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Designing and Implementing an Effective Tobacco Counter-Marketing Campaign

The Moderator’s Role

The moderator or interviewer doesn’t need to be an expert on your topic, but he or she should be briefed well enough to ask appropriate questions and must have experience in facilitating group discussions. Rehearse with the moderator any topics or concerns you want emphasized or discussed in depth. The moderator’s guide is just that, a guide. Experienced moderators flow with the conversation, ask questions

that are not leading or closed ended, and sequence to the next topic when appropriate or deviate from it

to avoid awkward transitions or unnecessary banter between topics.

A good moderator has the following characteristics:

  • The moderator understands what information you’re seeking, how you need to use it, and how to probe and guide the discussion to get the information. He or she makes sure all agreed-on topics are covered sufficiently.

  • The moderator builds rapport and trust, and probes without reacting to or influencing participants’ opinions. He or she emphasizes to participants that there are no right or wrong answers.

  • The moderator understands the process of eliciting comments, keeps the discussion on track, and finds other ways to approach a topic if necessary.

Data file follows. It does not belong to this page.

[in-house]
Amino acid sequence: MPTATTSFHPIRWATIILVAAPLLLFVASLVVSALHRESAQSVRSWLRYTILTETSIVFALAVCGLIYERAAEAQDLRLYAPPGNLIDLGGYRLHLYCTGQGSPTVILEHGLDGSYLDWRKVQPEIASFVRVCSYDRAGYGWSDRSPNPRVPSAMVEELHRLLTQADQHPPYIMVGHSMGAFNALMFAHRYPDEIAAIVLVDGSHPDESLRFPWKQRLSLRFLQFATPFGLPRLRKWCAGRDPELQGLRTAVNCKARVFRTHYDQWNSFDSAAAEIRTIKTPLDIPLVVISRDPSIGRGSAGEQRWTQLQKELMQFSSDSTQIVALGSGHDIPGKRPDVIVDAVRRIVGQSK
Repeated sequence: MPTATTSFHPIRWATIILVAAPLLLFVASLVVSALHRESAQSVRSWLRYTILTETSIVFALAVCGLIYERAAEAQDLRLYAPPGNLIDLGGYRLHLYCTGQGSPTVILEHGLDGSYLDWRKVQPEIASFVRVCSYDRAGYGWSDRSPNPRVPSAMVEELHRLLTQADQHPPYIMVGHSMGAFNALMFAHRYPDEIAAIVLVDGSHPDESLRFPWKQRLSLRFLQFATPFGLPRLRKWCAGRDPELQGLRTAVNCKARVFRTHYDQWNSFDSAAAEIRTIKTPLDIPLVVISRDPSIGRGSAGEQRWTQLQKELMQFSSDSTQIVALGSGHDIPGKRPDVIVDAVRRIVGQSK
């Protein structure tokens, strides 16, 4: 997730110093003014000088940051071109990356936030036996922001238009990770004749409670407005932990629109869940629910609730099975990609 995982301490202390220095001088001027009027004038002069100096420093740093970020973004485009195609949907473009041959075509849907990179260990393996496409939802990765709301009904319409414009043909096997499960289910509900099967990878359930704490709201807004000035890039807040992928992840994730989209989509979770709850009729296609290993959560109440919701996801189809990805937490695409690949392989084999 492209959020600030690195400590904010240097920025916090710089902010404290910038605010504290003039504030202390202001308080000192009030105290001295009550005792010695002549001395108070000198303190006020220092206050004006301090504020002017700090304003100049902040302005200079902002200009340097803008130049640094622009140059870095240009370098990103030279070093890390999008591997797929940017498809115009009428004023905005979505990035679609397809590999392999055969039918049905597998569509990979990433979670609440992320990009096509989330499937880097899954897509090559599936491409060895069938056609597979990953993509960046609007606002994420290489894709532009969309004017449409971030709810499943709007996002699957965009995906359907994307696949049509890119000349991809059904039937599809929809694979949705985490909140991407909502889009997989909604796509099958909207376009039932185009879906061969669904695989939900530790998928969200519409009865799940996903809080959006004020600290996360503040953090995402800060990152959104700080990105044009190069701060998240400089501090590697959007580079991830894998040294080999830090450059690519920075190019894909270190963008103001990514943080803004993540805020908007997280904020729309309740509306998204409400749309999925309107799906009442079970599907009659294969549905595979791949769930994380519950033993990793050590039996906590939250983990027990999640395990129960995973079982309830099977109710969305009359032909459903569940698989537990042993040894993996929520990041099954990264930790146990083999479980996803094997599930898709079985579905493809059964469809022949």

• He or she leads the discussion and isn’t led by the group.

Use local advertising agencies, the American Marketing Association’s GreenBook:Worldwide Directory of Focus Group Companies and Services (2003), or the Qualitative Research Consultants Association to find a good moderator. If your organization plans to conduct focus groups regularly by using your internal staff, consider hiring a skilled, experienced moderator to train your staff to moderate focus groups.

Near the end of a focus group, the moderator may give participants an activity or simply check with the observers to find out if they have additional questions. Notes can be dis- creetly given to the moderator throughout the session if the observers want other questions asked or changes made.

One advantage of the focus group/interview method is that the moderator’s guide and any materials presented can be revised between sessions.

Step 7: Analyze and use results.

In many analyses of focus groups or interviews, the goal is to look for general trends and agree- ment on issues while noting differing opinions. In some instances, the goal is to capture a

range of opinions. Keep an eye out for individ- ual comments that raise interesting ideas or important concerns, such as lack of cultural sensitivity or difficulty in comprehension.

Reviewing transcripts is the easiest and most thorough way to analyze the sessions,

Chapter 3: Gaining and Using Target Audience Insights


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